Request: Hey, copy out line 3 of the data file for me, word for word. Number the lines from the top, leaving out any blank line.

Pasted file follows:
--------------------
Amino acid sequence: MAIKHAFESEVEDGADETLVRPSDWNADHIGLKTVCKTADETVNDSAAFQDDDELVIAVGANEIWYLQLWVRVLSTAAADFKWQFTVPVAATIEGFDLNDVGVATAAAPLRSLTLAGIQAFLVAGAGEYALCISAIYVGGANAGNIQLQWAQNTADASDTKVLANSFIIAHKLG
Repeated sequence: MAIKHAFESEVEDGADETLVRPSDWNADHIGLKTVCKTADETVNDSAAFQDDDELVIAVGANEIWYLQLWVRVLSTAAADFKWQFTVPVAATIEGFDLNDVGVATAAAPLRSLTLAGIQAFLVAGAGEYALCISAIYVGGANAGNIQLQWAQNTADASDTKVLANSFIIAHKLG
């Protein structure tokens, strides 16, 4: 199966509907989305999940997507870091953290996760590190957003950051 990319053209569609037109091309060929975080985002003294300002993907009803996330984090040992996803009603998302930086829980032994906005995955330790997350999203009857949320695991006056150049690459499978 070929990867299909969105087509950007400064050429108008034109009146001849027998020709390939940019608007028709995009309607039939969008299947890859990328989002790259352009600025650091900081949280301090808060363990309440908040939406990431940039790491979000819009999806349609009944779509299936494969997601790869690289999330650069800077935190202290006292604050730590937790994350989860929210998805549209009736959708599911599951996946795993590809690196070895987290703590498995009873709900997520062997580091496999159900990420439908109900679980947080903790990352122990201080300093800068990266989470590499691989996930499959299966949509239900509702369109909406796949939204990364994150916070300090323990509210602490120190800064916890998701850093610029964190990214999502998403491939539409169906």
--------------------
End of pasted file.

């Protein structure tokens, strides 16, 4: 199966509907989305999940997507870091953290996760590190957003950051 990319053209569609037109091309060929975080985002003294300002993907009803996330984090040992996803009603998302930086829980032994906005995955330790997350999203009857949320695991006056150049690459499978 070929990867299909969105087509950007400064050429108008034109009146001849027998020709390939940019608007028709995009309607039939969008299947890859990328989002790259352009600025650091900081949280301090808060363990309440908040939406990431940039790491979000819009999806349609009944779509299936494969997601790869690289999330650069800077935190202290006292604050730590937790994350989860929210998805549209009736959708599911599951996946795993590809690196070895987290703590498995009873709900997520062997580091496999159900990420439908109900679980947080903790990352122990201080300093800068990266989470590499691989996930499959299966949509239900509702369109909406796949939204990364994150916070300090323990509210602490120190800064916890998701850093610029964190990214999502998403491939539409169906």